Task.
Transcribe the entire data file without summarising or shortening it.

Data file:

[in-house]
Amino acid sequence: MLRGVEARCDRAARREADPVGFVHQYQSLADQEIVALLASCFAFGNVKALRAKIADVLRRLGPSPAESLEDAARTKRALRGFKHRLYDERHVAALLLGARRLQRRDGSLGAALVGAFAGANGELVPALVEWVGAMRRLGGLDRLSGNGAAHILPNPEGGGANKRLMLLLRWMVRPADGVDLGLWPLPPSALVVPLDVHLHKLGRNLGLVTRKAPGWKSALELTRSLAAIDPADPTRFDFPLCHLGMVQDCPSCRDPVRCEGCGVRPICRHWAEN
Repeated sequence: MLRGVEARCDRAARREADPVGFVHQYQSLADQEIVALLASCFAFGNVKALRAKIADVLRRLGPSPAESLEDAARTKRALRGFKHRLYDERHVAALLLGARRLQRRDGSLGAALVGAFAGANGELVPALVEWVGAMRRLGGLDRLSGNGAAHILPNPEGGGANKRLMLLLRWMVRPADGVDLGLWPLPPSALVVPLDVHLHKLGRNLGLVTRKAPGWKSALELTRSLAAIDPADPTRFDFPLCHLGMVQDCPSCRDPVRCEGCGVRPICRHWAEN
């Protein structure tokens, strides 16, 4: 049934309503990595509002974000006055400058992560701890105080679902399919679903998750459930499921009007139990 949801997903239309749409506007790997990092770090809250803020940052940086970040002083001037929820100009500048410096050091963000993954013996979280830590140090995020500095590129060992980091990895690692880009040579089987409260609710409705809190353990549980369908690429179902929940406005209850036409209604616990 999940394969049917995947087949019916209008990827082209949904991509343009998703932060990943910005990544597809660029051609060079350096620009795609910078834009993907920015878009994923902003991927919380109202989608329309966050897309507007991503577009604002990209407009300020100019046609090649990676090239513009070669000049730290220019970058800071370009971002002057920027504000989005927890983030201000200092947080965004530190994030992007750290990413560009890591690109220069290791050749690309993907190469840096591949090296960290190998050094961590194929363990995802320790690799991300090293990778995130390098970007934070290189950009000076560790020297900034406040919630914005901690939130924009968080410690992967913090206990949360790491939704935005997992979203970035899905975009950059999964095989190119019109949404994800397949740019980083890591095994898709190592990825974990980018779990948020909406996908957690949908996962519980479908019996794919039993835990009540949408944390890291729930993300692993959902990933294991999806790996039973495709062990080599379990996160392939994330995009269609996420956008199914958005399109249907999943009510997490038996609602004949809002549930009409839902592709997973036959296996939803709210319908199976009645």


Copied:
[in-house]
Amino acid sequence: MLRGVEARCDRAARREADPVGFVHQYQSLADQEIVALLASCFAFGNVKALRAKIADVLRRLGPSPAESLEDAARTKRALRGFKHRLYDERHVAALLLGARRLQRRDGSLGAALVGAFAGANGELVPALVEWVGAMRRLGGLDRLSGNGAAHILPNPEGGGANKRLMLLLRWMVRPADGVDLGLWPLPPSALVVPLDVHLHKLGRNLGLVTRKAPGWKSALELTRSLAAIDPADPTRFDFPLCHLGMVQDCPSCRDPVRCEGCGVRPICRHWAEN
Repeated sequence: MLRGVEARCDRAARREADPVGFVHQYQSLADQEIVALLASCFAFGNVKALRAKIADVLRRLGPSPAESLEDAARTKRALRGFKHRLYDERHVAALLLGARRLQRRDGSLGAALVGAFAGANGELVPALVEWVGAMRRLGGLDRLSGNGAAHILPNPEGGGANKRLMLLLRWMVRPADGVDLGLWPLPPSALVVPLDVHLHKLGRNLGLVTRKAPGWKSALELTRSLAAIDPADPTRFDFPLCHLGMVQDCPSCRDPVRCEGCGVRPICRHWAEN
């Protein structure tokens, strides 16, 4: 049934309503990595509002974000006055400058992560701890105080679902399919679903998750459930499921009007139990 949801997903239309749409506007790997990092770090809250803020940052940086970040002083001037929820100009500048410096050091963000993954013996979280830590140090995020500095590129060992980091990895690692880009040579089987409260609710409705809190353990549980369908690429179902929940406005209850036409209604616990 999940394969049917995947087949019916209008990827082209949904991509343009998703932060990943910005990544597809660029051609060079350096620009795609910078834009993907920015878009994923902003991927919380109202989608329309966050897309507007991503577009604002990209407009300020100019046609090649990676090239513009070669000049730290220019970058800071370009971002002057920027504000989005927890983030201000200092947080965004530190994030992007750290990413560009890591690109220069290791050749690309993907190469840096591949090296960290190998050094961590194929363990995802320790690799991300090293990778995130390098970007934070290189950009000076560790020297900034406040919630914005901690939130924009968080410690992967913090206990949360790491939704935005997992979203970035899905975009950059999964095989190119019109949404994800397949740019980083890591095994898709190592990825974990980018779990948020909406996908957690949908996962519980479908019996794919039993835990009540949408944390890291729930993300692993959902990933294991999806790996039973495709062990080599379990996160392939994330995009269609996420956008199914958005399109249907999943009510997490038996609602004949809002549930009409839902592709997973036959296996939803709210319908199976009645």